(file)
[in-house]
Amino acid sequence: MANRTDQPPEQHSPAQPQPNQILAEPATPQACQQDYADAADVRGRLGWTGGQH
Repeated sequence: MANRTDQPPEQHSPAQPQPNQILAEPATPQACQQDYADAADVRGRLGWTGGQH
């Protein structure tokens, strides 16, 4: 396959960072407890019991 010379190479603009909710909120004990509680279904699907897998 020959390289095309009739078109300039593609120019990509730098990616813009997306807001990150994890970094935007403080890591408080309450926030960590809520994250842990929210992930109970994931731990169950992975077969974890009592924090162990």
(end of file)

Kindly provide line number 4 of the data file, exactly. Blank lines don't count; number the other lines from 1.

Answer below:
């Protein structure tokens, strides 16, 4: 396959960072407890019991 010379190479603009909710909120004990509680279904699907897998 020959390289095309009739078109300039593609120019990509730098990616813009997306807001990150994890970094935007403080890591408080309450926030960590809520994250842990929210992930109970994931731990169950992975077969974890009592924090162990």